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Re: Hanging at shutdown with mystery "file system full" error

    Date:        Wed, 21 Oct 2015 23:07:53 +0200
    From:        "Ian D. Leroux" <>
    Message-ID:  <>

  | umount -f /dev
  | Causes an immediate hang with the same kernel error message
  | (..., on /var: file system full), attributed this time to the login
  | command.

Not sure exactly why the full message, but in a way that makes sense, forcibly
unmounting will invalidate any vnodes from the filesystem, which would include
those for the mount devices for all of  the (normal) filesystems - there'd
be no way to access their vops for performing any i/o.

  | The options as I currently see them are:
  | Maybe the hang has to do with unmounting a *busy* tmpfs filesystem?

You'd be able to test/provoke that by just opening a file on /tmp and
then umount -f'ing it.   I doubt there'd be a problem.

  | - /dev should never be unmounted, and /dev is allowed to be on tmpfs.

Those are probably both true.

  | Then swap1_stop() should not forcibly unmount all tmpfs filesystems.

Well, perhaps not that one.

  | Would it make sense to replace "umount -aft tmpfs" with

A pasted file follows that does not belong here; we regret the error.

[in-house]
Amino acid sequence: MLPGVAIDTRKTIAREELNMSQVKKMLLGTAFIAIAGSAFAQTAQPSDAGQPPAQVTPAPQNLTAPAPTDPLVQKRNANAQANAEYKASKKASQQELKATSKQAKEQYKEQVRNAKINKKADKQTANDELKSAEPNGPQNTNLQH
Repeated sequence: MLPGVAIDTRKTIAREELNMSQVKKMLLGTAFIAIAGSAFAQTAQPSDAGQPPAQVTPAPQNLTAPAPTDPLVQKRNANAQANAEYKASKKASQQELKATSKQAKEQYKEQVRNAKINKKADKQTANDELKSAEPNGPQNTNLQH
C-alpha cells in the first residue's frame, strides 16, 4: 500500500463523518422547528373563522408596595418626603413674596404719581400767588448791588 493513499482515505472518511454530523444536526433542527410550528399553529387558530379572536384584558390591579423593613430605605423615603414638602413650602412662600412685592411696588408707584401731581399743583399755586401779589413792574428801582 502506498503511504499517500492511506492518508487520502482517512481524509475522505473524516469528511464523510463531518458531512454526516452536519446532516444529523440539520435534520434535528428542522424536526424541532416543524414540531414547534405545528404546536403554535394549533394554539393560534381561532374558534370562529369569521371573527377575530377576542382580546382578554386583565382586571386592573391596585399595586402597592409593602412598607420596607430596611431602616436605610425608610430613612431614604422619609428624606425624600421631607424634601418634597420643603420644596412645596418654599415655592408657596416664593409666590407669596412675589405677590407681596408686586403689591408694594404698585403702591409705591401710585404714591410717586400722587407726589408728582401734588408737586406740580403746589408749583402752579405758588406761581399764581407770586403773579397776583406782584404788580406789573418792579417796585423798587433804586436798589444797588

| "umount -at tmpfs", so as to remove only filesystems that aren't busy?

No, other busy tmpfs's (such as a command hung waiting on some device that
isn't responding with its cwd there) wouldn't get unmounted.   Not
unmounting tnpfs at all wouldn't be so bad (their state after shutdown is
hardly important!) but that could prevent other filesystems being unmounted
(a mounted /var/shm would block a normal unmount of /var for example).

  | - /dev is not allowed to be on tmpfs.  Then I'm not seeing a bug, I'm
  | just using a bogus configuration.  Note, however, that the automatic
  | creation of a tmpfs-mounted /dev is documented in init(8),

Yes, at least until we have a devfs having init build /dev on a tmpfs
(or an mfs would work I guess, and maybe a better choice?) is a good
way to handle /dev directories trhat are obviously not populated correctly.

  | and it's the only way I know of running with a read-only root partition.

But that's not true, which you can easily see by just booting single
user, and mounting /tmp (and if needed) /usr, /var, etc.   Most things
work fine.

A bunch of things don't work (like changing passwords, and chowning
/dev/console (etc) to the user who logs in) but none of that is actually
essential to operation.

For what it's worth I saw a shutdown hang on a fairly recent current
recently - but it was much later than you're describing, after the
"syncing disks 3 2 1 ..." message (never got to "Done" after 1).   I
waited a while (several minutes at least) and it just sat there - till
it needed to be powered off [that's why it was being shut down.] (Have not
yet restarted that system to see if there were any uncleaned filesystems
left over.)

That system has the "normal" tmpfs's (/tmp and /var/shm) neither of
which would have been busy - what's more, /etc/rc.shutdown had completed
I believe, so they should have been unmounted well before.


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